AUGUSTA, Ga. — The first standing ovation came on the practice range.
There was more applause when he strolled to the 18th green, though most of the patrons stayed in their fold-out seats.
Tiger Woods is back at the Masters.
Just not in the position so many of his fans were hoping he would be.
Woods plodded through an unspectacular opening round Thursday, settling for a 1-over 73 that left him far off the lead but still feeling good about his chances.
Considering the buildup that accompanied his first competitive round at Augusta National since 2015, it might've seemed like a bit of a letdown.
Not to Woods.
"I could have easily let the round slip away from me, but I got it back," he said, brimming with that bravado of old. "And I'm right back in this tournament."
When Woods stepped to the first tee on a sunny, brisk morning, the patrons finally heard the words they've missed out on at the last two Masters.
"Fore, please. Tiger Woods now driving."
The cheers could be heard throughout the course.
"I was pretty sure they weren't feeling anticipation about me," quipped Tommy Fleetwood, who joined Woods in a threesome that also included Marc Leishman. "But, yeah, you could definitely feel it."
Dressed in black from head to toe, Woods tried to approach his first shot like any other.
"Hit a little fade up the left side," he thought.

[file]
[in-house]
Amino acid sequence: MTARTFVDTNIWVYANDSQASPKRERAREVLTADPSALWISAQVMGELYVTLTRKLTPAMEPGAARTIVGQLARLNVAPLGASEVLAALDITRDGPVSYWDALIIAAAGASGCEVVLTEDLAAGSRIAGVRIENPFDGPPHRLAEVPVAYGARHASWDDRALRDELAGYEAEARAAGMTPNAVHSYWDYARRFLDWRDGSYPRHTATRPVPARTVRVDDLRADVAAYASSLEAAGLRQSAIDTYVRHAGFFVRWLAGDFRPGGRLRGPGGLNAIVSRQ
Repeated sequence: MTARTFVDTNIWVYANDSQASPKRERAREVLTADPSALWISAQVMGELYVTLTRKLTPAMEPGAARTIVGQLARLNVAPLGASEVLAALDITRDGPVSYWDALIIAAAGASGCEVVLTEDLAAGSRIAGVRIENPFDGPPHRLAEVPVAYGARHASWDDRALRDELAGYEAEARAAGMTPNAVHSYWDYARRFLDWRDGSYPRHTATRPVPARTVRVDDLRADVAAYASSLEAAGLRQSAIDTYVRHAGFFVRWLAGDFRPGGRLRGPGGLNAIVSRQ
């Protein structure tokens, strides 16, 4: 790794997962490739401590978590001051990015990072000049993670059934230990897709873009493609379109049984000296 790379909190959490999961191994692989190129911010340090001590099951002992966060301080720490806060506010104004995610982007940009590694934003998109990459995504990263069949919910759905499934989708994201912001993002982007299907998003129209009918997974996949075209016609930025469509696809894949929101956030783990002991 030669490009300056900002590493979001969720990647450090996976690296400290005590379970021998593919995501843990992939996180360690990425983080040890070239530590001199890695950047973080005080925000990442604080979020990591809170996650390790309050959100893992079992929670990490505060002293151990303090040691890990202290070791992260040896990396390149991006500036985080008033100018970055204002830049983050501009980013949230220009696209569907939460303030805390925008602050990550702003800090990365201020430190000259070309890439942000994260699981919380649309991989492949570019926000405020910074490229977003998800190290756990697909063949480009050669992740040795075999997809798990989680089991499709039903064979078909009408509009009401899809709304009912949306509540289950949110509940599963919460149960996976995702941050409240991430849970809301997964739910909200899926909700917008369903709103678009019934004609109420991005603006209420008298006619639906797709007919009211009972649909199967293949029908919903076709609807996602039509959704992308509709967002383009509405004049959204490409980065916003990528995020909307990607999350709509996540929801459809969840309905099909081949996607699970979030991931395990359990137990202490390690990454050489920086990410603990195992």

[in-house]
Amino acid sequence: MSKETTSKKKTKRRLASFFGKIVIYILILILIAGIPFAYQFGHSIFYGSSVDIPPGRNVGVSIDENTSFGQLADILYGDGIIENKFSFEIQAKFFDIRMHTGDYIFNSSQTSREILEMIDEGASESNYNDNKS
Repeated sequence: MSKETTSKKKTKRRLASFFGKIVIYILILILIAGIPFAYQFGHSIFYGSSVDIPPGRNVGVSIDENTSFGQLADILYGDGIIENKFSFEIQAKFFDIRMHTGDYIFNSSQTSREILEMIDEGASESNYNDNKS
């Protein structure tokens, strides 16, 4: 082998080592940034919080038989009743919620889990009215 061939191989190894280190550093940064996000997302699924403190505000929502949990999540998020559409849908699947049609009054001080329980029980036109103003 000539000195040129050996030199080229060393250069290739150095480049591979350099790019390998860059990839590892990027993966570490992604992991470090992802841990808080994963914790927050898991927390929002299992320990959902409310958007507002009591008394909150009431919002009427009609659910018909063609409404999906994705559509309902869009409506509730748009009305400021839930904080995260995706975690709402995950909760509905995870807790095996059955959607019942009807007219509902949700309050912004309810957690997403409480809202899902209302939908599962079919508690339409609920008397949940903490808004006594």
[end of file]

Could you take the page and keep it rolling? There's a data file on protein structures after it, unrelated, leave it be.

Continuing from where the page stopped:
The ball wound up in the trees left of the fairway.
"It didn't fade," Woods said with a sly grin.
As the sun soared higher against the blue sky, the temperature climbing into the 60s, Woods slipped off his black sweater and played the rest of the round in short sleeves.
He struggled on the par-5s, which are normally his bread and butter at Augusta, and that kept him from taking his score into negative numbers.
He wasn't complaining.
After all he's been through — the surgeries, the personal troubles, the lingering doubts he'd ever be able to compete again for major championships — just being out on the course, once again at the center of the golf universe, made him feel like a winner.
Two birdies on the final five holes helped his mood, too.
"A 73 is fine," Woods said. "By the end of the week, this will be a pretty packed leaderboard the way the golf course is set up. They have it right where they want it. It's really hard to run away from it, but it's also really easy to lose it out there. By the end of the week there will be a bunch of guys with a chance to win this tournament."
He intends to be one of them.
But for now, there's work to be done.
The par-5s would be a good place to start. During the course of his brilliant Masters career, the four-time champion has played those four longest holes at a cumulative 150 under par.
On Thursday, he settled for a 5 at each of them.
It felt more like four bogeys.
"I didn't play the par-5s very well," Woods conceded. "I have to hit better shots and better chips, too."
He really struggled through Amen Corner, the famed three-hole stretch at the far edge of the club.
A horrible tee shot at the 11th flew past the trees of the right, and his next shot clipped some fans in the gallery, forcing Woods to scramble for a bogey. He made another bogey at the 12th, the shortest hole on the course.